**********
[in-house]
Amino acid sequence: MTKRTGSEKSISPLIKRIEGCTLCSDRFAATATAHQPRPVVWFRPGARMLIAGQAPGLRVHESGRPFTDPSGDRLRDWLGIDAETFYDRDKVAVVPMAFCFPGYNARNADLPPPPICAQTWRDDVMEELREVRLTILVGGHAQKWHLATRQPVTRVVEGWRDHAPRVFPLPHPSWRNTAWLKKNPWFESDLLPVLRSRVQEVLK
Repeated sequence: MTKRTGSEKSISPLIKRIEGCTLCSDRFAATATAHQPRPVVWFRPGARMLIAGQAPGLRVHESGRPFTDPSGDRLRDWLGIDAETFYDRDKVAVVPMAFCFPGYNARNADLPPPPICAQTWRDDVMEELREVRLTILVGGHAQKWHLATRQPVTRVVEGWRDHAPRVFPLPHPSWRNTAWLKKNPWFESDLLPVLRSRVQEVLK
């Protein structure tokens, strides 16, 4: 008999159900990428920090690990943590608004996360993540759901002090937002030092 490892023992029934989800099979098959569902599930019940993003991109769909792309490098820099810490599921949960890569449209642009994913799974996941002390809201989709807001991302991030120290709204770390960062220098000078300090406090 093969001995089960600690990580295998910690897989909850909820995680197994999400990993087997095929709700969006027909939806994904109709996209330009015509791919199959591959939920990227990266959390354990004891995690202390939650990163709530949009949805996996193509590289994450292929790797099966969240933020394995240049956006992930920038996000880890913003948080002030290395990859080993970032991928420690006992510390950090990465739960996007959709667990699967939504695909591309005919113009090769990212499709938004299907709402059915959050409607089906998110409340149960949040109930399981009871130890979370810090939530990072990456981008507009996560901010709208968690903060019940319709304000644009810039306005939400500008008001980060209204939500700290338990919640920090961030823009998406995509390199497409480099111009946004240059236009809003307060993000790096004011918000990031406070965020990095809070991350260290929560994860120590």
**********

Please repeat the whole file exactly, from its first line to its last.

[in-house]
Amino acid sequence: MTKRTGSEKSISPLIKRIEGCTLCSDRFAATATAHQPRPVVWFRPGARMLIAGQAPGLRVHESGRPFTDPSGDRLRDWLGIDAETFYDRDKVAVVPMAFCFPGYNARNADLPPPPICAQTWRDDVMEELREVRLTILVGGHAQKWHLATRQPVTRVVEGWRDHAPRVFPLPHPSWRNTAWLKKNPWFESDLLPVLRSRVQEVLK
Repeated sequence: MTKRTGSEKSISPLIKRIEGCTLCSDRFAATATAHQPRPVVWFRPGARMLIAGQAPGLRVHESGRPFTDPSGDRLRDWLGIDAETFYDRDKVAVVPMAFCFPGYNARNADLPPPPICAQTWRDDVMEELREVRLTILVGGHAQKWHLATRQPVTRVVEGWRDHAPRVFPLPHPSWRNTAWLKKNPWFESDLLPVLRSRVQEVLK
């Protein structure tokens, strides 16, 4: 008999159900990428920090690990943590608004996360993540759901002090937002030092 490892023992029934989800099979098959569902599930019940993003991109769909792309490098820099810490599921949960890569449209642009994913799974996941002390809201989709807001991302991030120290709204770390960062220098000078300090406090 093969001995089960600690990580295998910690897989909850909820995680197994999400990993087997095929709700969006027909939806994904109709996209330009015509791919199959591959939920990227990266959390354990004891995690202390939650990163709530949009949805996996193509590289994450292929790797099966969240933020394995240049956006992930920038996000880890913003948080002030290395990859080993970032991928420690006992510390950090990465739960996007959709667990699967939504695909591309005919113009090769990212499709938004299907709402059915959050409607089906998110409340149960949040109930399981009871130890979370810090939530990072990456981008507009996560901010709208968690903060019940319709304000644009810039306005939400500008008001980060209204939500700290338990919640920090961030823009998406995509390199497409480099111009946004240059236009809003307060993000790096004011918000990031406070965020990095809070991350260290929560994860120590």